croke park, dublin
Red Hot Chili Peppers used to sell more records in Ireland than anywhere else in the world. They've also made a regular habit out of bringing over cracking support acts for Irish shows, namely New Order, Pixies, PJ Harvey, Queens of the Stone Age and now, Noel Gallagher and his High Flying Birds.
Back in the day, Oasis played Lansdowne Road rather than Croker, but Gallagher did tog out for a Mancunian GAA club against Kilmacud Crokes in 1983. Nearly 30 years later, he's hung up his boots but sold millions of albums. While its still early doors for his solo career, he's already done pretty well, especially considering little brother Liam's efforts in Beady Eye. Unsurprisingly, it's still the Oasis numbers that work the arenas well, with 'Don't Look Back in Anger' going down a storm.
The Chili Peppers are a great band on paper, but they've effectively become a dull and highly predictable brand. It's a shame, because they're fantastic musicians and extremely colourful characters. Any band would benefit from personalities as strong as Anthony Kiedis and Flea, which makes it all the more baffling that their music has got so bland.
They're still a somewhat compelling live proposition, blasting out of the traps with a thundering 'Monarchy of the Roses' from their recent album I'm With You. In the absence of former guitarist John Frusciante, it's the pouting bass machine that is Flea who really carries this band. It comes as no surprise that Damon Albarn and Thom Yorke both poached the bassist recently.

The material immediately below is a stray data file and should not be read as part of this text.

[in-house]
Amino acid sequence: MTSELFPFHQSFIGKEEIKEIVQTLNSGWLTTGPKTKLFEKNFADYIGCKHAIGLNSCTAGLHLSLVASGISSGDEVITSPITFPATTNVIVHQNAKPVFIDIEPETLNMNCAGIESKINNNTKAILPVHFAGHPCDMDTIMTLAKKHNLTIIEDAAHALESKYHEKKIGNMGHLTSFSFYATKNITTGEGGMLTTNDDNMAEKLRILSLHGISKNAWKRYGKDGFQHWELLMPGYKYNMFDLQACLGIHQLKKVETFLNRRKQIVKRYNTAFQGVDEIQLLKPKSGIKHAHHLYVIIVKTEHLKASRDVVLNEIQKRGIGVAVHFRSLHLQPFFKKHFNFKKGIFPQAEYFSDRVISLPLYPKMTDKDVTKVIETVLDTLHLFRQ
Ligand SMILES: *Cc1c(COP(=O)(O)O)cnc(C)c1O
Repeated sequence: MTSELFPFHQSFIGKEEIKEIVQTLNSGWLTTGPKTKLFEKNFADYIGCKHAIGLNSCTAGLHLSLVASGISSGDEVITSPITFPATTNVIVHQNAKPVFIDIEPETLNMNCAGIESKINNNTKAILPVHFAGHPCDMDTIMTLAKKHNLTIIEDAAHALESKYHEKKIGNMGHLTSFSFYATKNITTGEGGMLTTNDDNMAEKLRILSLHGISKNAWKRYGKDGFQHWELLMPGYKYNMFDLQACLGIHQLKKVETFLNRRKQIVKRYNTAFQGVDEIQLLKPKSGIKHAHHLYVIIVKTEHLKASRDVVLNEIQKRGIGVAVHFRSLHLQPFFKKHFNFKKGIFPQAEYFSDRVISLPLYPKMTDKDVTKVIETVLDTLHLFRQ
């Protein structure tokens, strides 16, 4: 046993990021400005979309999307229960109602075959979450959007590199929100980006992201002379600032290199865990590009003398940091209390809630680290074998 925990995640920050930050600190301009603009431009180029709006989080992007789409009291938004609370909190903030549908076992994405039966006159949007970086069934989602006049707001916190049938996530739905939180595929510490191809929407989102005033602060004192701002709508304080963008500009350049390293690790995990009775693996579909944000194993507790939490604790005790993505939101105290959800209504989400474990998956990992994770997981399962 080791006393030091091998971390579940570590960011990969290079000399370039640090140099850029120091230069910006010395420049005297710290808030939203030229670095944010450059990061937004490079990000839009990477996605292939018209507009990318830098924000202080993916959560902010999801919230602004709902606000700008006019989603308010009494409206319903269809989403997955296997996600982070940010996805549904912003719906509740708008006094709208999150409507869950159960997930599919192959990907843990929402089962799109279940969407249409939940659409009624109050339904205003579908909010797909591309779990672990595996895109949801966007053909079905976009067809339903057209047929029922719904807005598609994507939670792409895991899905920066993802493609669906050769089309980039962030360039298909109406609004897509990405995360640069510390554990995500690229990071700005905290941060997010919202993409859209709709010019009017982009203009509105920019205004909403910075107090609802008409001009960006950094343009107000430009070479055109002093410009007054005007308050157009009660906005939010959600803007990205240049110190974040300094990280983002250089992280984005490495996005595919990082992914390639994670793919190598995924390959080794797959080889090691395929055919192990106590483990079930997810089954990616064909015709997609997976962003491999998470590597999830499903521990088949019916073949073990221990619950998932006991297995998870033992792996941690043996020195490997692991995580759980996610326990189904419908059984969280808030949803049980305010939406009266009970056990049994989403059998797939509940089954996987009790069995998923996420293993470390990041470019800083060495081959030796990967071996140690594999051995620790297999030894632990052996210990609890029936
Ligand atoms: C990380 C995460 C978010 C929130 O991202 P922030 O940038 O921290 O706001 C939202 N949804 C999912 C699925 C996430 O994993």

In the late '80s, the Chilis were famous for performing with socks covering their manhood. They still know how to goof around, but for the most part keep most of their clothes on, with the obvious exception of Flea's tattooed torso.
An unexpected but highly effective cover of Stevie Wonder's 'Higher Ground' injects a lot more zest into their performance, as they set their guns to stun with the big ones -- 'By the Way' and 'Give It Away'.
They do deliver good value and a bit of bang for your buck, but there's no escaping the fact that they're a watered-down shadow of their former selves.
They've just been inducted into the Rock 'n' Roll Hall of Fame, which more often than not really is the ultimate kiss of death -- a watershed moment that's about looking back rather than striving forwards. Looks like Axl Rose and the Sex Pistols might have been right all along.